/ by Michael Arthur

"We’re Just here to help."

Woke up with this Poison Tree song running through my head. I made this drawing while listening to the song on repeat, Allison Michael Orenstein filmed it and Maria Cataldo edited it together. This song is a comfort to me when I need it. And this morning, despite all being pretty wonderful in my world, I need it.

I had a weird experience the other night on my drive home from the Playhouse.

Coming over the Coronado Bridge from San Diego around 1:30 in the morning, I passed a stopped car at the top, 200 plus feet above the water, its door open, its lights on. A man stood at the edge of the bridge looking out over the abyss.

The Coronado Bridge is the nation’s third most “popular” suicide bridge.

I was driving by so fast and it was such an eerie and terrifyingly sad moment. The bridge is beautiful but scary at the best of times—a two mile span over the bay that—at its highest point—seems taller than most of the buildings in San Diego. It’s a glorious view, but drivers can hardly appreciate it; the bridge, with its odd curve (designed to give it enough height and distance for aircraft carriers to go under it) demands full attention. The five lanes, suspended in the sky with no shoulder and no place to hide, make me feel vulnerable and claustrophobic, even when I’m not driving over alone in the middle of the night.

Despite the urge to stop and help, I had a stronger urge to let the authorities handle it. Frankly, I was scared about my own safety, alone on the highway so far above the bay, with a stranger at what could only be the darkest moment of his life. I just knew that the best thing I could do was call for help—get someone up there ASAP who could handle the situation better than I could—which I did. I knew this.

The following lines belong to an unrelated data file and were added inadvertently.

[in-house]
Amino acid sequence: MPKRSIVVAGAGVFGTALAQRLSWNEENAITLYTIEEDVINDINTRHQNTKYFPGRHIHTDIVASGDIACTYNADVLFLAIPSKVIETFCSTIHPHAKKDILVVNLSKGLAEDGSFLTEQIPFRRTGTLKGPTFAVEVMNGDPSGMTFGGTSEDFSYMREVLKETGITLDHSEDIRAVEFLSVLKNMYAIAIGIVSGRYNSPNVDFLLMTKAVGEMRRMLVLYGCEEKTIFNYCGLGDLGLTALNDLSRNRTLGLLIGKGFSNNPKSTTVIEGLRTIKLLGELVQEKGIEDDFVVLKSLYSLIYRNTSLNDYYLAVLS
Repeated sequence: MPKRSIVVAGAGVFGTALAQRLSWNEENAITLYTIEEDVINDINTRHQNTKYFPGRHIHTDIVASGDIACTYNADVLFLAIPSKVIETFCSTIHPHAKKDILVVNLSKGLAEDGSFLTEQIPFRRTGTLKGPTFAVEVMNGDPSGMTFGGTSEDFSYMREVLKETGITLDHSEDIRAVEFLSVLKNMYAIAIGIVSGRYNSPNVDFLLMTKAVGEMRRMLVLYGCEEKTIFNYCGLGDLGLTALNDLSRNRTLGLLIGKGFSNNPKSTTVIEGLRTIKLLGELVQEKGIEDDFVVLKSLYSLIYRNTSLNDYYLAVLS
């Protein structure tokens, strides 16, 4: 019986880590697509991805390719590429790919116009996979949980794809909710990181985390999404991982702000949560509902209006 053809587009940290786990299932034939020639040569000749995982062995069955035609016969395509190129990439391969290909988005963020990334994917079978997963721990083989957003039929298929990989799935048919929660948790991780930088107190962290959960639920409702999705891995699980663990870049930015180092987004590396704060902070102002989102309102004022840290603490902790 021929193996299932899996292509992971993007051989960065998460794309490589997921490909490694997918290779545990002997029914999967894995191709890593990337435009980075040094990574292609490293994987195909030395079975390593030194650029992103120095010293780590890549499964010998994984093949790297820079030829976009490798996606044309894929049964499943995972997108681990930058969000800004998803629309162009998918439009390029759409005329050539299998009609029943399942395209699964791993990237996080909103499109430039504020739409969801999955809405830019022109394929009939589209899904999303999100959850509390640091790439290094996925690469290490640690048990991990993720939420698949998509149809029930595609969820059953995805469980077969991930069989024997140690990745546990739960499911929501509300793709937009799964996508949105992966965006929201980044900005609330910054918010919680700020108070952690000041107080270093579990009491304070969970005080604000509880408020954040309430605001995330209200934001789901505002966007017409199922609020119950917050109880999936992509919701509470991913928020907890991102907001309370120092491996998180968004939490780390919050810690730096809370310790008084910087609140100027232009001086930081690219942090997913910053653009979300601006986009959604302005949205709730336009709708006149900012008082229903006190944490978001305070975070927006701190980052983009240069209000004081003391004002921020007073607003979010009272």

I drove back to the house I’m staying in, poured myself a stiff drink and went to bed. When I woke up the next morning, I had pushed the incident so far out of my head that it wasn’t until a day later that the memory came back. It’s admirably efficient how the brain can just shut down experiences that are too intense. There I was, innocently small-talking to someone about my stay in the San Diego area. She asked me how I was enjoying Coronado and my knees buckled as a vision of the man at the edge of the bridge came back to me like a punch to the heart.

Later that night I looked on line and saw that, responding to an emergency call—mine I can only assume—at 1:30 in the morning, police arrived at the scene to find a man, agitated and distraught. According to the report, the individual told the officers on the scene that he had a gun and then pretended to pull it out of his pocket and aim it at them.

So they shot and killed him.

I’m still processing the experience. When I told the full story to the friend who had asked me about my stay—the question that had triggered the memory—she wondered why the officers hadn’t been better prepared. But I’m not sure about assigning blame based on what I know. It may be that they were as out of their depth as I was.

It’s fucking scary up there and I can’t over-emphasize the instinctual terror and fear that I felt as I drove by. I’m the kind of person who tries to help and—at a gut level—I knew not to stop.

I can’t judge those guys. They went up there to confront a situation I absolutely knew was beyond me and it ended tragically. And that’s really sad.

So, I woke up with this song of sad hope and solace in my head and—despite feeling that I did the best I could and hoping that the officers on the scene did the best they could—the final line echoes in my brain, a comfort as I reflect on something that was simply beyond me.

"We’re just here to help."